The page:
Next I needed a new wheel for my wheelbarrow. I had two choices—an air-filled one for $14.99 and a solid never-goes-flat model with no price marked. Not needing air seemed like a good idea. How much more expensive can it be? At the self-serve register it rang up for $37.95. I could buy an entire wheelbarrow for that price. I had to disturb the attendant for the self-serve registers, who looked like he was falling asleep, to have the wheel taken off my total.

I put the items I did buy in my car, but then decided that $14.99 for an air-filled wheel seemed reasonable. I went back inside, found the wheels again in the back of the store, and waited in line at the register. The wheel rang up for $24.00.

“The price is $14.99,” I said.

“That’s not what the computer has.”

“Never mind, I’m not going to buy a wheel.”

Before leaving without a wheel, I went back to recheck the price. This time I read the fine print underneath the large $14.99 lettering. The price referred to some kind of “mat” that was nowhere to be seen. The wheels were on the shelf instead.

When I got home I showed my wife the gloves and asked her how much she usually paid for them.

“Those are about $4 to $5,” she said.

“The women’s gloves in the garden department are about $4. But men’s gloves in painting are only $2.”

“But, the men’s have more fabric.”

“It’s not about the cost of making the gloves; it’s about marketing. The stores know they can get away with charging women more for gloves, so they do.”

My wife rolled her eyes in disgust.

Joseph Ganem is a physicist and author of The Two Headed Quarter: How to See Through Deceptive Numbers and Save Money on Everything You Buy

Tuesday, April 15, 2008

T-Mobile Rebate Run-Around: Part II

When I last wrote about my problem collecting promised rebates from T-Mobile, the company had assured me that the correct paperwork had been processed and checks would be in the mail. Despite my skepticism, the phone representative confidently stated that all was in order. But this week, a month after that conversation, I spent more time on the phone trying again to coax the promised rebates.

Progress has been made but not easily. To re-cap, on January 5, 2008 I purchased four new phones for $50 each when I upgraded my family cell phone plan. I had been promised a $50 rebate on each once I submitted the rebate form, receipt, and bar codes from the box. In February I received one $50 check and three rejection letters. When I called in February to question the rejection, they reprocessed the paperwork and said the checks would soon be sent. Three more rejection letters came instead. When I called again in March, they repeated the reprocessing of the paperwork. It was the March phone call I last wrote about.

The result was two more $50 checks and one rejection letter. I called this week to recover the remaining $50. But now the story from T-Mobile had completely changed. They refused to issue a rebate on the fourth phone. The reason given is that prior to upgrading my phone plan, I had three phone numbers. Part of my upgrade included adding a fourth phone number. Now T-Mobile claims that the additional phone needed for the new number was not part of the upgrade and not eligible for the rebate offer.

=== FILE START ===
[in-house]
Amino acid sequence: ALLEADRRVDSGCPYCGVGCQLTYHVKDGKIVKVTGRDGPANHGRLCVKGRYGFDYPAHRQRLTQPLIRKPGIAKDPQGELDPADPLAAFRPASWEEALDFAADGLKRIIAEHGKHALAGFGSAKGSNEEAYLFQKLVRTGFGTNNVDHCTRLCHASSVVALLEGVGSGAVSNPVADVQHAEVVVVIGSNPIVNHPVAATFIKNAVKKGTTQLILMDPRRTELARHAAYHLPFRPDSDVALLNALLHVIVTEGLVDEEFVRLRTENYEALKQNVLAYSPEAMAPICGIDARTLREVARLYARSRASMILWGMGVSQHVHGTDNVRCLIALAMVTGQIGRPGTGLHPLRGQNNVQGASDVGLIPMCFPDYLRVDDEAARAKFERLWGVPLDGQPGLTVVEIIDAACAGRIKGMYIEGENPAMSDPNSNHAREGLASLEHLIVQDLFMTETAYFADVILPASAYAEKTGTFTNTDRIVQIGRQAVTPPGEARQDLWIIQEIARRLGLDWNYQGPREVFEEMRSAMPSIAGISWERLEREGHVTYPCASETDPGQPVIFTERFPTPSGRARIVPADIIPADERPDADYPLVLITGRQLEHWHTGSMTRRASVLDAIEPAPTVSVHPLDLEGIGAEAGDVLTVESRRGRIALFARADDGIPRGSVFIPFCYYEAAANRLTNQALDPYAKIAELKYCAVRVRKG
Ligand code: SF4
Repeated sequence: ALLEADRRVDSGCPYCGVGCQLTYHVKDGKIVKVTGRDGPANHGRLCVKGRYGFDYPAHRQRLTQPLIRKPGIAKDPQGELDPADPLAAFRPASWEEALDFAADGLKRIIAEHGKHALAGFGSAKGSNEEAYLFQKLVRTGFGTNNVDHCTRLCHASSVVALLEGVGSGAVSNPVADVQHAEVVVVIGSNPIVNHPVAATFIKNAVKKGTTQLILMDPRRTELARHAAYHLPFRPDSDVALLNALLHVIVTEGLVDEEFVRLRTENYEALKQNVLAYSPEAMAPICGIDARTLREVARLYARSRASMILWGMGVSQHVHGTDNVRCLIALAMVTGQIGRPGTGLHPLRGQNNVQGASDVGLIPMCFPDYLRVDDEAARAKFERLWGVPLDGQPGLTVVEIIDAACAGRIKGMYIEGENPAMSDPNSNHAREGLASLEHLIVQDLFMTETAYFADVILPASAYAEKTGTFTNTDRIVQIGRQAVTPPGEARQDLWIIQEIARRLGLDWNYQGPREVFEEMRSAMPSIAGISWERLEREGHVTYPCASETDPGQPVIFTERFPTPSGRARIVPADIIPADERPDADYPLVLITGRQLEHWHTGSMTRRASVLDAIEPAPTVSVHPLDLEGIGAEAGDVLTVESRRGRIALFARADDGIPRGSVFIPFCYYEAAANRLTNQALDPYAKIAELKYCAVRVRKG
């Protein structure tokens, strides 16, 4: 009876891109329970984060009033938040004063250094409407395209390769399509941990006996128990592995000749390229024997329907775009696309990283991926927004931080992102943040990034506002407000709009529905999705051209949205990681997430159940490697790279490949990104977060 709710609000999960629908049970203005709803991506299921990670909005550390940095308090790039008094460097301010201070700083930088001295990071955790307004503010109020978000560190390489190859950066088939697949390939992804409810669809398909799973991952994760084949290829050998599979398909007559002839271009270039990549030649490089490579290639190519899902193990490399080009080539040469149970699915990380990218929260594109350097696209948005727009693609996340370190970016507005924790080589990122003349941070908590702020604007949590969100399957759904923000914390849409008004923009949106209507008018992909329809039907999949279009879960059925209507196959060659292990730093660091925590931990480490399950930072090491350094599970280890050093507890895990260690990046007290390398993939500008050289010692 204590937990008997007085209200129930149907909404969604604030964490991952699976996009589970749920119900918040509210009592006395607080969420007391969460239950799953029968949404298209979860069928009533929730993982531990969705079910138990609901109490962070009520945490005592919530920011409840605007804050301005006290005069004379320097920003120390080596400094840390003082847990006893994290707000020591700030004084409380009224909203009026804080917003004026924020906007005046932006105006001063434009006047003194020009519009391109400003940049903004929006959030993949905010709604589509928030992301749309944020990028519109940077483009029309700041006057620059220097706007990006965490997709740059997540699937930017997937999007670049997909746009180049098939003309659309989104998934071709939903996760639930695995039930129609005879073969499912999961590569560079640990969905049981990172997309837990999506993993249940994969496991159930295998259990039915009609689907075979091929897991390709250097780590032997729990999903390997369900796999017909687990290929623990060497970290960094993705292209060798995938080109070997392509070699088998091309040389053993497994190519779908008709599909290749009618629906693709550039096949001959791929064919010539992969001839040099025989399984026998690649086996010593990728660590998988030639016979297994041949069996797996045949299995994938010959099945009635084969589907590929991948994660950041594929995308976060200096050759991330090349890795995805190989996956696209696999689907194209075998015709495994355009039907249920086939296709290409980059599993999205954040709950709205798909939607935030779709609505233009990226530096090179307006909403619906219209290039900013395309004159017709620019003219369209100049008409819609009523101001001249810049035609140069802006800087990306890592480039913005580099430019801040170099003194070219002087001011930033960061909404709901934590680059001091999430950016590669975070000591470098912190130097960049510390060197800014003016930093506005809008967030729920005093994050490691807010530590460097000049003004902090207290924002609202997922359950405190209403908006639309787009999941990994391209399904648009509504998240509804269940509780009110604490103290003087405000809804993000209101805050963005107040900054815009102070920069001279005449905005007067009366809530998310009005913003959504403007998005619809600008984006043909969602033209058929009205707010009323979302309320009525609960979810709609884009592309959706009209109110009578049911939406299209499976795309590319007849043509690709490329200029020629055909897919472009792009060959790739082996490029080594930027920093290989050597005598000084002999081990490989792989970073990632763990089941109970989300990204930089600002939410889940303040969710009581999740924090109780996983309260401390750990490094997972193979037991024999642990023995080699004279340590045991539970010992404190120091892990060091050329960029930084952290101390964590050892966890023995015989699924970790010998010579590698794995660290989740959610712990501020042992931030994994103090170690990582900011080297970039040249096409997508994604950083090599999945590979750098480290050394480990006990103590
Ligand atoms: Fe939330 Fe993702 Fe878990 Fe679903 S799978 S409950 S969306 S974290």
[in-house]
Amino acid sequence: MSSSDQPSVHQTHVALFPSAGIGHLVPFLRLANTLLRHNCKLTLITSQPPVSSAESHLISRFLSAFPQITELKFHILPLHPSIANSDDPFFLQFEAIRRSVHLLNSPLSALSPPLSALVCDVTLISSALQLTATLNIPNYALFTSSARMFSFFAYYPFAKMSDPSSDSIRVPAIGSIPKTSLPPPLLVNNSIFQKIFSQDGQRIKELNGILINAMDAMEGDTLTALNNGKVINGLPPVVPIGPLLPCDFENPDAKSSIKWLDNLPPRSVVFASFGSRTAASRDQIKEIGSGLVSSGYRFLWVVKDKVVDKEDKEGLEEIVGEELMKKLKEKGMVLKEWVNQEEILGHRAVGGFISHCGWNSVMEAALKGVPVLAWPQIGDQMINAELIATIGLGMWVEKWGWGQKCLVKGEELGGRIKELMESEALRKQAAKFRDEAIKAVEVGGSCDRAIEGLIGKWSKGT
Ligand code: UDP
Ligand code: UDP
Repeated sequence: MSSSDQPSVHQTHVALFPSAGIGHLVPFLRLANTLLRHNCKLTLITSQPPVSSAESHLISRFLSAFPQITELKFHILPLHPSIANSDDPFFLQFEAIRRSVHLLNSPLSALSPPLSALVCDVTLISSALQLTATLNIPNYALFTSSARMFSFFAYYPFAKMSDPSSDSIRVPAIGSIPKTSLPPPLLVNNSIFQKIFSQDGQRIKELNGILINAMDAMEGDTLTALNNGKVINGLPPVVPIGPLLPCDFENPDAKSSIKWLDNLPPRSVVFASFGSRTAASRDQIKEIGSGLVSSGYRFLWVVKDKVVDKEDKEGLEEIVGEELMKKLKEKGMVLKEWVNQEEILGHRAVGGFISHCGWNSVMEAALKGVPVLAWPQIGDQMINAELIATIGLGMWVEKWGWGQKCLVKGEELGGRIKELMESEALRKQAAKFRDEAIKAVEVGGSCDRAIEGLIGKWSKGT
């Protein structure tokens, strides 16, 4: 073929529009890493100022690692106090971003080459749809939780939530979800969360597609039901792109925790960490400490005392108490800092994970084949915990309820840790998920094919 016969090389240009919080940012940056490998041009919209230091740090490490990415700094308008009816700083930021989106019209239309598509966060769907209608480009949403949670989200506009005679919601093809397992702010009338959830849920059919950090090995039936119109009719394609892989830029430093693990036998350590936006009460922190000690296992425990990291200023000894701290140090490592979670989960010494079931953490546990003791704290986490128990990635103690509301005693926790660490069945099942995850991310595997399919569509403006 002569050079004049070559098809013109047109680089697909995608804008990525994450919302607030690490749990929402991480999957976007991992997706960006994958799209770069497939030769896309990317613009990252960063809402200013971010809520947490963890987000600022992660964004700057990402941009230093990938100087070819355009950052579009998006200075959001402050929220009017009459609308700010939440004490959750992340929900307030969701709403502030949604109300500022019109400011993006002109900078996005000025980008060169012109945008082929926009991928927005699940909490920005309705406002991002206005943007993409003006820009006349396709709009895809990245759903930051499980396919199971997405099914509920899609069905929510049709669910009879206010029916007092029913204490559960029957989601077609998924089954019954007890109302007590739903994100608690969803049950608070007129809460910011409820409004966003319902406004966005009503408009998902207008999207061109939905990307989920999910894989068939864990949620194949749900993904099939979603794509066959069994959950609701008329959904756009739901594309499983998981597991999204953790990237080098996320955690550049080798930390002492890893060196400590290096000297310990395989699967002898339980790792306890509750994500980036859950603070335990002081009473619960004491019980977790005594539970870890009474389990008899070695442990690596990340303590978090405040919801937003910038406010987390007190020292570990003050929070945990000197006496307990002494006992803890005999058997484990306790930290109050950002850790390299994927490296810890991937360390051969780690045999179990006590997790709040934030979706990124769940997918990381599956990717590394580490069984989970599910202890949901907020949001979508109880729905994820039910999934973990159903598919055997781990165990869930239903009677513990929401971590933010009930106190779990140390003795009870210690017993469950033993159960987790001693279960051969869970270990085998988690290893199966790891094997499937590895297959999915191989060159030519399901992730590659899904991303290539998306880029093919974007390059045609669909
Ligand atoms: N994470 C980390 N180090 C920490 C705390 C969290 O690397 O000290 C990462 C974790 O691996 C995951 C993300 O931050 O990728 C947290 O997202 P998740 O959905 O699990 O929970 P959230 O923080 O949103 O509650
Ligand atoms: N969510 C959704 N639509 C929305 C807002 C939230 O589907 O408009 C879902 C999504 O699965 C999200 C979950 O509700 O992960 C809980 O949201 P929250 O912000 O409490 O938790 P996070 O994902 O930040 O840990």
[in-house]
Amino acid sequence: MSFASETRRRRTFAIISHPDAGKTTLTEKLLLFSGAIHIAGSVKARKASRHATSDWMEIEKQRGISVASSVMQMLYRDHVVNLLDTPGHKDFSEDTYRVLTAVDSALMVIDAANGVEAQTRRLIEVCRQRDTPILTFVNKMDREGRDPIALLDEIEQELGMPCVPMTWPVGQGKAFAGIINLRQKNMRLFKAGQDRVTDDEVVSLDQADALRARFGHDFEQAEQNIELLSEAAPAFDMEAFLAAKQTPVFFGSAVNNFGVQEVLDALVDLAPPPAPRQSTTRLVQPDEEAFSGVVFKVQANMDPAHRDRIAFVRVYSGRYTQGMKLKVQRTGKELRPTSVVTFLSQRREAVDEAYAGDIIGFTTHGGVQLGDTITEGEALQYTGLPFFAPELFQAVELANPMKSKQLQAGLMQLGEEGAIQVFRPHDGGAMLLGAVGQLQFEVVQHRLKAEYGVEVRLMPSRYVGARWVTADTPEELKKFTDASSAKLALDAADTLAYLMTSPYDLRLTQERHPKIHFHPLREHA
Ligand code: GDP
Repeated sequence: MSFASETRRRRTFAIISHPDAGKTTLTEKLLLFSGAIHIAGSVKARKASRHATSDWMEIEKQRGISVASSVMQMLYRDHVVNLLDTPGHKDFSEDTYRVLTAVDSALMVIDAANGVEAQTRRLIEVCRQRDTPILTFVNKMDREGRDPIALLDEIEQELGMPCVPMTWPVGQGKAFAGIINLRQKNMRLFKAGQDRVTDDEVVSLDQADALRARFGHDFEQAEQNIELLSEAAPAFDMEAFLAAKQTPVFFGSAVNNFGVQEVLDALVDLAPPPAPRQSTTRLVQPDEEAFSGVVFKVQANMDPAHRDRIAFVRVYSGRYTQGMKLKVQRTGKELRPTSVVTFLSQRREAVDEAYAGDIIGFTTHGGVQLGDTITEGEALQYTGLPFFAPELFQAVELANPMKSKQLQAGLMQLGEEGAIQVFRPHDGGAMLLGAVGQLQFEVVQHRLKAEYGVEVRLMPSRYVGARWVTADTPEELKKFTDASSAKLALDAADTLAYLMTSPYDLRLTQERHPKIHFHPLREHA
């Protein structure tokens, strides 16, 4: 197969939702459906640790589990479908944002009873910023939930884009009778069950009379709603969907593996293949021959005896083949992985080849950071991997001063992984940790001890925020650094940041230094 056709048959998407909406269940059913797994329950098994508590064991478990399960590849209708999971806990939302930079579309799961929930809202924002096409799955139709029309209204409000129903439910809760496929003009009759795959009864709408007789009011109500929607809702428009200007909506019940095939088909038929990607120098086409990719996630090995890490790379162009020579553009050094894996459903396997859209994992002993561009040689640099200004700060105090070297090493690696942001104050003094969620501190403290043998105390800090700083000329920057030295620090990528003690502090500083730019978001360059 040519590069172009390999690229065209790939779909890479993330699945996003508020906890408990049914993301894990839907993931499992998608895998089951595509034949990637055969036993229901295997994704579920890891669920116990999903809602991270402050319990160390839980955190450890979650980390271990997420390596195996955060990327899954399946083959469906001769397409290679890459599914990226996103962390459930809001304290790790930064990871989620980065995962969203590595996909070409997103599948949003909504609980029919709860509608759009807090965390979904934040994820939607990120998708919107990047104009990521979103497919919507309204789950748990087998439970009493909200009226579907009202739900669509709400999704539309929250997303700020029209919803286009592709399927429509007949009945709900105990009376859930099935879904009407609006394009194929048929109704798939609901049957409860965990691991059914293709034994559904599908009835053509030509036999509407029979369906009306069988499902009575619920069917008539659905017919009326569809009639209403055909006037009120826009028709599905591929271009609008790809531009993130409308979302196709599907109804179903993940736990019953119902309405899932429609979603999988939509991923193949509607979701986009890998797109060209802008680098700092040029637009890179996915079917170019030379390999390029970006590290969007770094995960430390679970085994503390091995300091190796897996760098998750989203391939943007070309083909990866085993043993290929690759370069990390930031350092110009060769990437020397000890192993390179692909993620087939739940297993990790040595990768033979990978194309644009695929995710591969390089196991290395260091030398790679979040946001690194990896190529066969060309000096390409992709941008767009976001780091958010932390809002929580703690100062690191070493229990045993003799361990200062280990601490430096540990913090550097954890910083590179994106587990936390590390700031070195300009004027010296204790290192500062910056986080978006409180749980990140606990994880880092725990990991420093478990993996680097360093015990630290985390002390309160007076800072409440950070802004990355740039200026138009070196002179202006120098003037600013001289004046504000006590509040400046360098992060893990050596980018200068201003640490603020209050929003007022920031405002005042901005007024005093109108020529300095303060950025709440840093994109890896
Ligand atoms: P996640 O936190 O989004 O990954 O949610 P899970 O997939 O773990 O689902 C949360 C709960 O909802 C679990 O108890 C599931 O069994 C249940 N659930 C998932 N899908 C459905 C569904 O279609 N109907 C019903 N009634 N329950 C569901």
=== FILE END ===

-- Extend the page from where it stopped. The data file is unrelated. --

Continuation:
I asked to speak to a supervisor. He listened as I stated the following facts:

• I had been promised a rebate at the time of purchase and the store had issued a rebate claim form.

• I had been told when I called in February that a rebate would be sent.

• I had been assured again in March that all the paperwork had been finalized and a rebate would be sent.

• Only now in April, three months after purchase had I been told that no rebate was available for the phone.

He did not dispute those facts; he just reiterated that no rebate was available.

I asked if I could return the phone and get my money back. He said no.

I asked if I could discontinue the additional telephone line and not have to pay the $200 early termination penalty. He said no.

I said that their business practices were incredibly dishonest. He disagreed by reading to me the fine print on the rebate form I had submitted. It reads:

“No employee, dealer or agent is authorized to make, and no customer is entitled to rely upon, any representation (other than described in this rebate request form) about a rebate or change in any terms of a rebate.”

The call ended, this time, with an absolute no from the supervisor on ever receiving a rebate for the fourth phone.

I find the T-Mobile definition of honesty fascinating. The fine print on the rebate agreement absolves all of their employees and agents of legal responsibility for misrepresenting the rebate agreement. When I submit a rebate claim I agree that no promise made to me will ever be binding. Because I’ve agreed to that condition, no misrepresentation made by T-Mobile can ever violate the agreement. So it is a completely honest agreement.

Of course, this license to misrepresent is only granted to T-Mobile. I am still bound by the conditions I agreed to when I decided to purchase the phone and add the new line, even though their misrepresentation influenced my decision.

Joseph Ganem is a physicist and author of The Two Headed Quarter: How to See Through Deceptive Numbers and Save Money on Everything You Buy